Saving the American Dream: Companies Must Rewrite the Employer-Employee Compact

Work in America is evolving, and the changes that are taking place are having a dramatic impact on people and business.

By Cat Ward, managing director at JFF

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Although business is booming and demand for skilled talent is strong, many average Americans are struggling to find meaningful, well-paying jobs. Wage growth has stagnated and the cost of living is marching upward. On top of that, advances in technology are changing or even eliminating many traditional occupations. Many people worry that they may not be able to stay relevant in the labor market.

At the same time, corporate leaders are grappling with new challenges of their own. In addition to competing for talent like never before, they’re finding that customers and prospective employees are increasingly focused on working with and for brands that prioritize social responsibility, and with teams that fully reflect the diversity of their communities. In the background, technology continues to drive business forward.

This time of change presents corporate leaders with opportunities to build new solutions — solutions that benefit workers and businesses alike.

At JFF, our focus is on finding those solutions, sharing them, and spurring their adoption at scale.

To kick-start that process, we hosted conversations with more than 50 corporate leaders representing Fortune 500 companies from a wide range of industries, including technology, financial services, manufacturing, and more. The people participating in the discussions included corporate human resources executives, business operations managers, and corporate social responsibility officers from Amazon, Autodesk, McDonald’s, McKinsey, Goldman Sachs, Comcast, and other well-respected companies. Our goal: understand how they’re dealing with this new world of work and competition — and how they’re investing in the well-being of their talent along the way.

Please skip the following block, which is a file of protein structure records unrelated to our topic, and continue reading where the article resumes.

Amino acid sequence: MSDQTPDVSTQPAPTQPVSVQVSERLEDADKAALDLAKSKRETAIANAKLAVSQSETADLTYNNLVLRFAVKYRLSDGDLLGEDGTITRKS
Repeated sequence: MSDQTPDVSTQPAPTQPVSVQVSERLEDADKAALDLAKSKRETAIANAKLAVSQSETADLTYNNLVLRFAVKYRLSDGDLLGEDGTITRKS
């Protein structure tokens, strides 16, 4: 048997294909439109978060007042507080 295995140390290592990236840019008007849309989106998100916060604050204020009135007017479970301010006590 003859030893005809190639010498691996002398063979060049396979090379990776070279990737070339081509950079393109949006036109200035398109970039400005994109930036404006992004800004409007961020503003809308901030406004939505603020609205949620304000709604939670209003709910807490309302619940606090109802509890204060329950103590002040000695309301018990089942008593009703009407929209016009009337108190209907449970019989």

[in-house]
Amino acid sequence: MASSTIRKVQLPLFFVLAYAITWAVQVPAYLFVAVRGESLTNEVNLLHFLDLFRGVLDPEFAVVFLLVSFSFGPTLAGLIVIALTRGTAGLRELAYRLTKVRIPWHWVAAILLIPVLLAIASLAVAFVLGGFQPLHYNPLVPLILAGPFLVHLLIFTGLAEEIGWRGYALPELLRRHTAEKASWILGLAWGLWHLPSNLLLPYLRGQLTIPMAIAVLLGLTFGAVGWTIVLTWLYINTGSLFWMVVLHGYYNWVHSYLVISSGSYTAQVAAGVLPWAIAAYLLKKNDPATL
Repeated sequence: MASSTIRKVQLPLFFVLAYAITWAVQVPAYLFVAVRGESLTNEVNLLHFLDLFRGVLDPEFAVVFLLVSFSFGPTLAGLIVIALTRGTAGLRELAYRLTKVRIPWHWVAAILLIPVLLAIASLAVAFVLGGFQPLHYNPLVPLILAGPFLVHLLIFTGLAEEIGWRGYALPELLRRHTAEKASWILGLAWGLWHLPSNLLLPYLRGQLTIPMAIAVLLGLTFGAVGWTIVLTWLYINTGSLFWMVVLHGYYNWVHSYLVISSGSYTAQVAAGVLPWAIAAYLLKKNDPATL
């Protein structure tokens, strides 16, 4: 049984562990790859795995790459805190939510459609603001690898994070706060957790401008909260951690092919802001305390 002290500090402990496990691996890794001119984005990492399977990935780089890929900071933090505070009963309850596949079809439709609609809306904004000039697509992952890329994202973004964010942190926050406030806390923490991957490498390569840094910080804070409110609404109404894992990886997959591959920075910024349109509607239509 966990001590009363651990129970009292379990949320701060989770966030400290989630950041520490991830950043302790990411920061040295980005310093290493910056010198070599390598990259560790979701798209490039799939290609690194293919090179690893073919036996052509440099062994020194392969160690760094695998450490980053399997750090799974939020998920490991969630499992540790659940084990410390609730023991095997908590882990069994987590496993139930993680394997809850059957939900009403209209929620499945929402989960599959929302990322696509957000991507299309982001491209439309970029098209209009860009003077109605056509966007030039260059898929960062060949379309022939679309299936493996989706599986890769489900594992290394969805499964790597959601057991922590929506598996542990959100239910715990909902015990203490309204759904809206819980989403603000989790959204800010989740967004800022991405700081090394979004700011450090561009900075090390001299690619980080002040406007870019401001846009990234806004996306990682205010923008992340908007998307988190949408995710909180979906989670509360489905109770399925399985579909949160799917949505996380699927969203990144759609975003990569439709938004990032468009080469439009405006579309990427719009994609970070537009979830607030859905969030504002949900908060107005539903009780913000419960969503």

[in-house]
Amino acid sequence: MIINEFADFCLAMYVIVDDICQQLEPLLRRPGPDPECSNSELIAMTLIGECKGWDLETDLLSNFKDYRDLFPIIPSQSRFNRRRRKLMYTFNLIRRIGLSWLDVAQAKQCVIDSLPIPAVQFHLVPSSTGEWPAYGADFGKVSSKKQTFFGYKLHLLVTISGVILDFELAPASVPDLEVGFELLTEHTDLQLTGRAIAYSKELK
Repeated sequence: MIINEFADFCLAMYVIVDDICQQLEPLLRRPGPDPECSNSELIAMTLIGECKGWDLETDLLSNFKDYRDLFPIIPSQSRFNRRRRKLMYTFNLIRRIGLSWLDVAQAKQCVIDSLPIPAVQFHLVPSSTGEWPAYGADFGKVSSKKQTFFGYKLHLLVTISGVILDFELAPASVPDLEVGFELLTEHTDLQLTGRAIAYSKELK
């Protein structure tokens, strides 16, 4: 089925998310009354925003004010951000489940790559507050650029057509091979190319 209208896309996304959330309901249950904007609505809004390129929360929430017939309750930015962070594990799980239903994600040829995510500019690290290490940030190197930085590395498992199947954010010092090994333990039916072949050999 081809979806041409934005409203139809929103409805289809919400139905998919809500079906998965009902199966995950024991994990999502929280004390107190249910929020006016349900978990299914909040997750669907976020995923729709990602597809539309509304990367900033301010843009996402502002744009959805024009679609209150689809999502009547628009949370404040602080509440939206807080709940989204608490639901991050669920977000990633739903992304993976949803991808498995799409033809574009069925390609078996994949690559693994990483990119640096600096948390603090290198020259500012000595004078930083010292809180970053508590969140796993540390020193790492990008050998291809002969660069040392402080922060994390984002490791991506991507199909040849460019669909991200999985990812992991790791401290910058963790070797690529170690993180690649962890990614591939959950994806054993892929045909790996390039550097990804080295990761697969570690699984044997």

The conversations were invigorating, and they touched on a lot of promising opportunities — but one important lesson we learned is that we’ve got some real work to do.

Here’s a rundown of some of the challenges that came to light in our discussions.

We Can’t Wait

Colliding trends are forcing the issue of worker well-being to the forefront at many companies, and forward-thinking leaders know that change can’t wait. Our conversations elevated a couple of key points that drive home the urgency of the need for organizations and individuals to prepare for the future:

  • Everybody’s talking about the future of work, especially the changes that automation will bring. CEOs want plans for how their companies are going to adopt new technologies — and how their workers are going to adapt to the changes. The emergence of new technologies will create opportunities, but it will also involve a lot of change and will inevitably lead to worker displacement. Corporate leaders who understand what the future holds are shifting mindsets and actions to play more hands-on roles in helping workers navigate the changes that lie ahead.
  • A tight labor market is creating opportunities for skilled people from populations that are underrepresented in the workforce. As companies struggle to find talent, they’re looking beyond traditional recruitment practices. Innovative approaches like skills-based hiring and work-based learning are gaining momentum as ways to tap new pools of talent. These approaches create opportunities for people from underrepresented communities who have potential but may not have been recruited in the past.

Resistance to Change Is Real

We discovered a mixed bag when it comes to companies taking steps to address looming changes. Some are making good moves, but most efforts are uncoordinated and promising practices are scattered. Here are three points that expose the forces that have curbed corporate action but also reveal the way forward.

  • Business comes first. The leaders we talked to agree that it’s important to invest in the well-being of workers, but they argue that companies will only adopt worker-friendly practices at scale when there is solid evidence that doing so will have a positive impact on the business. Fortunately, JFF research shows that workforce investment yields business benefits — including cost savings, improvements in the company’s brand image, and increased productivity.